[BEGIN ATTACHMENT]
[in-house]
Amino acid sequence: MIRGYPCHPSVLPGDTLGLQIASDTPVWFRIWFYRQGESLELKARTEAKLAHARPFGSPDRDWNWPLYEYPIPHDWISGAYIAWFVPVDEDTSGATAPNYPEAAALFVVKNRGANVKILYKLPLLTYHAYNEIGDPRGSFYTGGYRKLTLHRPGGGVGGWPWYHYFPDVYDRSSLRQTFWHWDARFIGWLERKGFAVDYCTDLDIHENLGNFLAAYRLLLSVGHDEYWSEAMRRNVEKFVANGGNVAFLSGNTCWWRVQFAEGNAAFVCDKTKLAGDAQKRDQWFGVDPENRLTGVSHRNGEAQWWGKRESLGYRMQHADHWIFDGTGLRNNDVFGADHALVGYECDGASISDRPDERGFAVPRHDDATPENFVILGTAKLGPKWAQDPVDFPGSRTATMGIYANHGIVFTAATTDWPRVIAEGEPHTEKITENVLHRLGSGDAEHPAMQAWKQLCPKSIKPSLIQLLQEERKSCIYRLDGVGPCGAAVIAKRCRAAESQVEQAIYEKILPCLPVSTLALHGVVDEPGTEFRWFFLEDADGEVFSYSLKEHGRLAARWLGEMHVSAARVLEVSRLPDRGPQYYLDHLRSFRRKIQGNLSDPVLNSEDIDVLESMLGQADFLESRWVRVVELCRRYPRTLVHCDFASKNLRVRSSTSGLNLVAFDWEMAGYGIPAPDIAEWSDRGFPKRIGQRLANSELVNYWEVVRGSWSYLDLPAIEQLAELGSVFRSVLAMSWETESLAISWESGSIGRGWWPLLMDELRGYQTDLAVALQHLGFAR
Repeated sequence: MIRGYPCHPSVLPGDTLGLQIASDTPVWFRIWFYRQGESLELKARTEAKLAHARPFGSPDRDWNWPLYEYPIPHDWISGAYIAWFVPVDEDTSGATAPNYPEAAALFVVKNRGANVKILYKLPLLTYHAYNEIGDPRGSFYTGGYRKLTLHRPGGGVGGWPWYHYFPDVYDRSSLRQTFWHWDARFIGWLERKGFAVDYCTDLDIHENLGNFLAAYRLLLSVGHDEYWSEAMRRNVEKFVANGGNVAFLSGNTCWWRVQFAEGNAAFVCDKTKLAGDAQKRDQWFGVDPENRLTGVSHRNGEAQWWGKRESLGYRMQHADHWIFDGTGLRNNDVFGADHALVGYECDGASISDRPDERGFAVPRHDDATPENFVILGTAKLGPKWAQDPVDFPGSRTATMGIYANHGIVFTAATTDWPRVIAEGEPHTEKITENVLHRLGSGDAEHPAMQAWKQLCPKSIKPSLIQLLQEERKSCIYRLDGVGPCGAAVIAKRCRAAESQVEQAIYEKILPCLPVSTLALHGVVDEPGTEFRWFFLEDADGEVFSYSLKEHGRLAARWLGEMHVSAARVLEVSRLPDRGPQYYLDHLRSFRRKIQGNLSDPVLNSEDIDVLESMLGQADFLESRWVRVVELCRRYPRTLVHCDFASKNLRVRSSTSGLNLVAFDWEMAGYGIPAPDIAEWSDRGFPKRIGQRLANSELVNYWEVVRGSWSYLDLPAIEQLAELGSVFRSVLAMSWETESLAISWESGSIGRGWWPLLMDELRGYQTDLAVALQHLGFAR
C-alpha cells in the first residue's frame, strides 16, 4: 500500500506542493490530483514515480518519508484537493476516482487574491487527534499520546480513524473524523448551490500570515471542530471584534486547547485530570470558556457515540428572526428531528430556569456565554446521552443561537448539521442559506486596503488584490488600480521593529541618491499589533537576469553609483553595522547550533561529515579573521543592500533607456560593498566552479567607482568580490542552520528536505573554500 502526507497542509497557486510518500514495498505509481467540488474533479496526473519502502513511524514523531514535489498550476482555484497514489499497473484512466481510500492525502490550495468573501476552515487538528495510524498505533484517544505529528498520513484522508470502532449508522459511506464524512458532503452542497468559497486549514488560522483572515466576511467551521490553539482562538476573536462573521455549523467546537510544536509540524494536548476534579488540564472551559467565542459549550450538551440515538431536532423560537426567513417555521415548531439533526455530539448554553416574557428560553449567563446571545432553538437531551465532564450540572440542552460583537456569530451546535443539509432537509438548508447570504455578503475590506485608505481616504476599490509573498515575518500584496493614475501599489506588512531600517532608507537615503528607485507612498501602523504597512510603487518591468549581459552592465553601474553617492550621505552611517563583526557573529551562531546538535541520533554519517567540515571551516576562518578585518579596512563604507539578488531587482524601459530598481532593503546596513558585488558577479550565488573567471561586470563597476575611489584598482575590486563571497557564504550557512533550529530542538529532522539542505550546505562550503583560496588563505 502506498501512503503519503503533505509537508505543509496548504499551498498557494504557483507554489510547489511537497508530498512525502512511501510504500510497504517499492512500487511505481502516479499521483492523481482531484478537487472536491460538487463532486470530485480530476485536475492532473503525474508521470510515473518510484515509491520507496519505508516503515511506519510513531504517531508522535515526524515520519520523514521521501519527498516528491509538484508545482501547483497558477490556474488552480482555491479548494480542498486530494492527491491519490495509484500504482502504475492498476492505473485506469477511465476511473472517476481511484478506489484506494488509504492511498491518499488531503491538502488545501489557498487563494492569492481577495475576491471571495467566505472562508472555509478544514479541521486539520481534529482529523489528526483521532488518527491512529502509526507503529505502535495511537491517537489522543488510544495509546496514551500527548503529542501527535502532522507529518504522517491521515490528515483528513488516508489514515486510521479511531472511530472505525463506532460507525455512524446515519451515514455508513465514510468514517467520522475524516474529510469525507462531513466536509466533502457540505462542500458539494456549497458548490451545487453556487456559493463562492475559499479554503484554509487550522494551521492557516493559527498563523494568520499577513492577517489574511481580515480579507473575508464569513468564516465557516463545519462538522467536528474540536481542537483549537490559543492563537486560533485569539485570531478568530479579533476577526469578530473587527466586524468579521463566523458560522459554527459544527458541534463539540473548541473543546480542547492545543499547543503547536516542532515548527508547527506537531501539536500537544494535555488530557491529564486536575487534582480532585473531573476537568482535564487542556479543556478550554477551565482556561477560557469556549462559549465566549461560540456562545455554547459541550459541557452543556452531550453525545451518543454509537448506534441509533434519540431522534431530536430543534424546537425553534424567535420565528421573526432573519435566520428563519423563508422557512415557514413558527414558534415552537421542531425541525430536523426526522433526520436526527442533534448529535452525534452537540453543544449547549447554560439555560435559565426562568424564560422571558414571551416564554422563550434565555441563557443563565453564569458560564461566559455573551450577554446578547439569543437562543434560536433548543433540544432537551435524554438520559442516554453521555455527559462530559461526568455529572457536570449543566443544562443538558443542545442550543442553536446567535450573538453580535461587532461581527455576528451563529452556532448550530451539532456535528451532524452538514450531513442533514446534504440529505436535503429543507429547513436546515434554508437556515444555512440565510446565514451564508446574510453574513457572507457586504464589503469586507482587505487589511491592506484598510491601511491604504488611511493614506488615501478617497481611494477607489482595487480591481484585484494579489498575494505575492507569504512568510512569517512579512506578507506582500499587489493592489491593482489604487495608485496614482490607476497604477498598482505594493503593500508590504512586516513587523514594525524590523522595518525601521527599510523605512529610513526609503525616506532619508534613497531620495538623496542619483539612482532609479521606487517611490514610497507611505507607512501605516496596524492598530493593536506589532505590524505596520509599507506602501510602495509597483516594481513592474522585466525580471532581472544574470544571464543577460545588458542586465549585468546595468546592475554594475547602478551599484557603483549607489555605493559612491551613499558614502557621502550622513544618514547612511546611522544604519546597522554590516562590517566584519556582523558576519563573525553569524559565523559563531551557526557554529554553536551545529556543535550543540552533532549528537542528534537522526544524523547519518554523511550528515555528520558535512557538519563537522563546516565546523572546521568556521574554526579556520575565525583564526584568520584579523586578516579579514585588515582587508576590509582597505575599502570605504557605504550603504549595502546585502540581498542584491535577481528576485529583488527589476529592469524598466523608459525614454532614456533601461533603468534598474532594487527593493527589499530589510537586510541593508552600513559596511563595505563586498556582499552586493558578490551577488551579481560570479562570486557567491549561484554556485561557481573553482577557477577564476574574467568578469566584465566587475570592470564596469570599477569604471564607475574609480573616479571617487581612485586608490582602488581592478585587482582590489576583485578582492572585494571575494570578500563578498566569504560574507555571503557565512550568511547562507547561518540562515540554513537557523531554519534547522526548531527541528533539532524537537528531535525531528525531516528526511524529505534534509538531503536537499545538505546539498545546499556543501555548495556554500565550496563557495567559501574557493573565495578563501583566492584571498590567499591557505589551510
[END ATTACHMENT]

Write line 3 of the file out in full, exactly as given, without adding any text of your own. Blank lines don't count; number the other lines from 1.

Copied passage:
Repeated sequence: MIRGYPCHPSVLPGDTLGLQIASDTPVWFRIWFYRQGESLELKARTEAKLAHARPFGSPDRDWNWPLYEYPIPHDWISGAYIAWFVPVDEDTSGATAPNYPEAAALFVVKNRGANVKILYKLPLLTYHAYNEIGDPRGSFYTGGYRKLTLHRPGGGVGGWPWYHYFPDVYDRSSLRQTFWHWDARFIGWLERKGFAVDYCTDLDIHENLGNFLAAYRLLLSVGHDEYWSEAMRRNVEKFVANGGNVAFLSGNTCWWRVQFAEGNAAFVCDKTKLAGDAQKRDQWFGVDPENRLTGVSHRNGEAQWWGKRESLGYRMQHADHWIFDGTGLRNNDVFGADHALVGYECDGASISDRPDERGFAVPRHDDATPENFVILGTAKLGPKWAQDPVDFPGSRTATMGIYANHGIVFTAATTDWPRVIAEGEPHTEKITENVLHRLGSGDAEHPAMQAWKQLCPKSIKPSLIQLLQEERKSCIYRLDGVGPCGAAVIAKRCRAAESQVEQAIYEKILPCLPVSTLALHGVVDEPGTEFRWFFLEDADGEVFSYSLKEHGRLAARWLGEMHVSAARVLEVSRLPDRGPQYYLDHLRSFRRKIQGNLSDPVLNSEDIDVLESMLGQADFLESRWVRVVELCRRYPRTLVHCDFASKNLRVRSSTSGLNLVAFDWEMAGYGIPAPDIAEWSDRGFPKRIGQRLANSELVNYWEVVRGSWSYLDLPAIEQLAELGSVFRSVLAMSWETESLAISWESGSIGRGWWPLLMDELRGYQTDLAVALQHLGFAR